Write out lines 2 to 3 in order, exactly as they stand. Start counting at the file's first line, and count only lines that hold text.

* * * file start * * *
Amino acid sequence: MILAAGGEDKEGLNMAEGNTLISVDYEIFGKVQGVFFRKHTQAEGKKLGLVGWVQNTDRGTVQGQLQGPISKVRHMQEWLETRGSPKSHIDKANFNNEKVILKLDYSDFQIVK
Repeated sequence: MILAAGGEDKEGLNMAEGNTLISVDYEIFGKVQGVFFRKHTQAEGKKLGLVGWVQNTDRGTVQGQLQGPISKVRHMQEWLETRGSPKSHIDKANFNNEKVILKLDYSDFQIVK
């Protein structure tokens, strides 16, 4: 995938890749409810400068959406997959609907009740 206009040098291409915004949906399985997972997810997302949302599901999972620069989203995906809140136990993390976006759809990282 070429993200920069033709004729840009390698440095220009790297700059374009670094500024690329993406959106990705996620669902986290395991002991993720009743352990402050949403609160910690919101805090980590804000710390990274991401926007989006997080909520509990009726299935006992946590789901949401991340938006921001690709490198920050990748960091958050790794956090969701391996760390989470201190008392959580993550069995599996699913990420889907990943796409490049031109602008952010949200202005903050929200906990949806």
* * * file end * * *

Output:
Repeated sequence: MILAAGGEDKEGLNMAEGNTLISVDYEIFGKVQGVFFRKHTQAEGKKLGLVGWVQNTDRGTVQGQLQGPISKVRHMQEWLETRGSPKSHIDKANFNNEKVILKLDYSDFQIVK
């Protein structure tokens, strides 16, 4: 995938890749409810400068959406997959609907009740 206009040098291409915004949906399985997972997810997302949302599901999972620069989203995906809140136990993390976006759809990282 070429993200920069033709004729840009390698440095220009790297700059374009670094500024690329993406959106990705996620669902986290395991002991993720009743352990402050949403609160910690919101805090980590804000710390990274991401926007989006997080909520509990009726299935006992946590789901949401991340938006921001690709490198920050990748960091958050790794956090969701391996760390989470201190008392959580993550069995599996699913990420889907990943796409490049031109602008952010949200202005903050929200906990949806």